Friday morning we met Richard for breakfast and he took us to the  Brooklyn Diner, a somewhat fancy new deli-inspired restaurant.  I had the classic lox/bagel/creamcheese, and was very happy.  We had a couple of hours left before we had to catch a taxi for the airport, and on Richard’s recommendation walked across the southern edge of Central Park, then turned north on Madison Avenue, where the shops are the epitome of wretched excess.  We strolled past expensive  shops — Jimmy Choo was having a sale, but my suitcase was full of yarn — and got invited by one of the beefy guards in a jewelry shop to enter the sacred sanctum, a beautifully lit emporium for sleek Italian designs, lightly touched with incense.  Later, I was stopped in my tracks by this:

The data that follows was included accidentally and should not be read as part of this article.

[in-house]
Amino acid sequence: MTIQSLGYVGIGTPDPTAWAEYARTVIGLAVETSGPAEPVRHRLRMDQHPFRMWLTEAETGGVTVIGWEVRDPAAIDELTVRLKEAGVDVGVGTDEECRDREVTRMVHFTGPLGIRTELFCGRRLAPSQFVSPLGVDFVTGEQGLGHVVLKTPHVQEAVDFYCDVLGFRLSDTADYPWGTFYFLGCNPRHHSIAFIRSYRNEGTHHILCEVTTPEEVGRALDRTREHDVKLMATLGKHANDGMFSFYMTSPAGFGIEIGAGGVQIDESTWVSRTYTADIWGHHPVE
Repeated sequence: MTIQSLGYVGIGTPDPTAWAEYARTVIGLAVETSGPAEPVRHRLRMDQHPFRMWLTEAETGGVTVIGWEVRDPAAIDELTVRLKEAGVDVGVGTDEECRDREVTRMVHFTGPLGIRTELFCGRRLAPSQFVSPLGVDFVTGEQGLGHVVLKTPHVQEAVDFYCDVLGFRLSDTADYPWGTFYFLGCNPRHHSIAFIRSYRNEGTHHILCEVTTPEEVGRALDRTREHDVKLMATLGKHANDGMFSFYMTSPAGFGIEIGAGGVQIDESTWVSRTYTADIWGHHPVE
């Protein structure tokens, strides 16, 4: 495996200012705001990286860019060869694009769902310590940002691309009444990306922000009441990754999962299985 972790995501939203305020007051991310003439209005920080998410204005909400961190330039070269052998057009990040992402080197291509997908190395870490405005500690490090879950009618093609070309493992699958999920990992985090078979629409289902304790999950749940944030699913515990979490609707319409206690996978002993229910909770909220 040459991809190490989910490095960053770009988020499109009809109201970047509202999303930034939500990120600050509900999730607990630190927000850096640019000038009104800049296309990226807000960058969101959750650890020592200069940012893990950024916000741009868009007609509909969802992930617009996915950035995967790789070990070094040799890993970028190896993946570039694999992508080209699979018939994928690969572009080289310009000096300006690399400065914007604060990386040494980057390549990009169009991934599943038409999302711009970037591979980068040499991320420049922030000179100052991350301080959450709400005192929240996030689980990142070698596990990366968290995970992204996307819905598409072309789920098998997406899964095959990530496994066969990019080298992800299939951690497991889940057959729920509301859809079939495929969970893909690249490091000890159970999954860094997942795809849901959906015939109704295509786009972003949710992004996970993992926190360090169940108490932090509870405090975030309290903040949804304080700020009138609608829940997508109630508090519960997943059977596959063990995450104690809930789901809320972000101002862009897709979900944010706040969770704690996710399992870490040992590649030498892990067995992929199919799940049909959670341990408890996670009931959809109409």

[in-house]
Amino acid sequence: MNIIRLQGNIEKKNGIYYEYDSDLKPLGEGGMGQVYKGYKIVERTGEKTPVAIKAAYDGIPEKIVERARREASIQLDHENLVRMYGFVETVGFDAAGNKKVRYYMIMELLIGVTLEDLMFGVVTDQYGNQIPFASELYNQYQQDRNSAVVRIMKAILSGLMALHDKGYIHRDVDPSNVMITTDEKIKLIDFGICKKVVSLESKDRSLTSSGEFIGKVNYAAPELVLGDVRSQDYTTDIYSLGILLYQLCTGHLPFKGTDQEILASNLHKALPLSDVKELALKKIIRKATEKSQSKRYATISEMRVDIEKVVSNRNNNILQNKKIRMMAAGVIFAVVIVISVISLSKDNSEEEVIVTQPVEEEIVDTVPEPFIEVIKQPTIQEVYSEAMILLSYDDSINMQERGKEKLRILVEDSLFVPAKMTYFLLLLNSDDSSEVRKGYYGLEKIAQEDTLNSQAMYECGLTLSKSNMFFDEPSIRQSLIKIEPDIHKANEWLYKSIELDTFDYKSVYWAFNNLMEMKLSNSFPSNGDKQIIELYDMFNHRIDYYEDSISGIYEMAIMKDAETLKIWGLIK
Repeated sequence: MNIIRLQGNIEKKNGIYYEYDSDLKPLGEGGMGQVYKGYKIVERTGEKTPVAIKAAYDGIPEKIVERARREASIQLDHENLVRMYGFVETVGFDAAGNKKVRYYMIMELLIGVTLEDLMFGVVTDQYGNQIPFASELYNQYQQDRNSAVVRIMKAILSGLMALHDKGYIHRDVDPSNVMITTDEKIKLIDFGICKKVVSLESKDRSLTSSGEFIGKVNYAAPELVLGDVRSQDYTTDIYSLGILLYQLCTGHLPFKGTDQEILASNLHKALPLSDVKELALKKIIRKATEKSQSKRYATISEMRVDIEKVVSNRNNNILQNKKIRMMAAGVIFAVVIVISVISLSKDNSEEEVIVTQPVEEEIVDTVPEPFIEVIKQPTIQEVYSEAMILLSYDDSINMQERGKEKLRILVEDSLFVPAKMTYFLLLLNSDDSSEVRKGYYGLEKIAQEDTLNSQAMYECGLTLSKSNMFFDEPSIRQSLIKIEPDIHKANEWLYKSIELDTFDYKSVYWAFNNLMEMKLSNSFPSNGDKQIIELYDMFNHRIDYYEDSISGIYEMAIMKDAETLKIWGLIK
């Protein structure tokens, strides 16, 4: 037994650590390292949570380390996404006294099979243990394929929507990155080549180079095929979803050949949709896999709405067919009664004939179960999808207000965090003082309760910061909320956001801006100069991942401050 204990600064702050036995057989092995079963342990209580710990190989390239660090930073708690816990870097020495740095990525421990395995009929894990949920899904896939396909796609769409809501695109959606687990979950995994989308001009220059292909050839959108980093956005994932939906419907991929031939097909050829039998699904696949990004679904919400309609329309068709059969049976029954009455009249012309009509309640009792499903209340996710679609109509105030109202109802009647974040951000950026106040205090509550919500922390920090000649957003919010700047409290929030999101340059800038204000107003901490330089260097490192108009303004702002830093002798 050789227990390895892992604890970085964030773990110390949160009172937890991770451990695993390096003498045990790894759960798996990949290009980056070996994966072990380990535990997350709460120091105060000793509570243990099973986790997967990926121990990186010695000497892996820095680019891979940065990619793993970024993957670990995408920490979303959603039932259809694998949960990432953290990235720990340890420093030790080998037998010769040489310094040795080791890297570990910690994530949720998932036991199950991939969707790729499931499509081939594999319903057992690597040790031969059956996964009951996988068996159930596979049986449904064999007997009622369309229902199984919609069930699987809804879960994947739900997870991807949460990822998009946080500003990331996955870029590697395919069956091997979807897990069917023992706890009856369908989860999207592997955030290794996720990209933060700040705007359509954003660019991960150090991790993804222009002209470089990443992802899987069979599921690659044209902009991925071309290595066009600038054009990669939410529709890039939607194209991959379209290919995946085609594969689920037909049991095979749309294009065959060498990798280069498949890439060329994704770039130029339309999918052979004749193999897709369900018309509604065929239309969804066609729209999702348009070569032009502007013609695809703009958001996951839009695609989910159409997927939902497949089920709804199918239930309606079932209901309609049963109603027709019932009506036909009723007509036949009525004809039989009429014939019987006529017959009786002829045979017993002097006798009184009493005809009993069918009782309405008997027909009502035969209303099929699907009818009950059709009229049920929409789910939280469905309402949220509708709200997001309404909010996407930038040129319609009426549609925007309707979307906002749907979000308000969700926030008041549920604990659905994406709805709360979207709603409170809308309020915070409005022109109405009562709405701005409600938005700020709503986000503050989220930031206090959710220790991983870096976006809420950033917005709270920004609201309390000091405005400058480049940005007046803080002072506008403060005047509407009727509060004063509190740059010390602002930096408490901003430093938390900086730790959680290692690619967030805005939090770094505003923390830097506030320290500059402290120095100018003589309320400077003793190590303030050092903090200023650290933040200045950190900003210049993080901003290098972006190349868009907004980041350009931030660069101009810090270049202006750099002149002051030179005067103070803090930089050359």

Be afraid, be very afraid

When good yarn goes bad.  What were they thinking? Is there anything besides a size 4 mannequin that that would look good on? And two pounds or so of wool for a summer dress?  Get real!

We then headed back to the hotel to check out, deposited the bags with the bellman, and walked north on the west side of the park, passing Lincoln Center and seeing the lovely buildings stretching away into the distance.  So much to see, so little time!  A taxi, a long flight, and so to bed.

Our trip got off to a mixed start — Greg forgot to take the Swiss Army knife out of his pocket, so he had to put it in the trash.  But, having made that sacrifice to the travel gods, we were able to get two seats together on the plane due to one person not showing up.  We ran into a young friend who wished to remain anonymous (“Don’t print my name, my Dad would freak!”) who was off to Morocco with a group from her high school for a month-long trip.  Have fun, nameless one!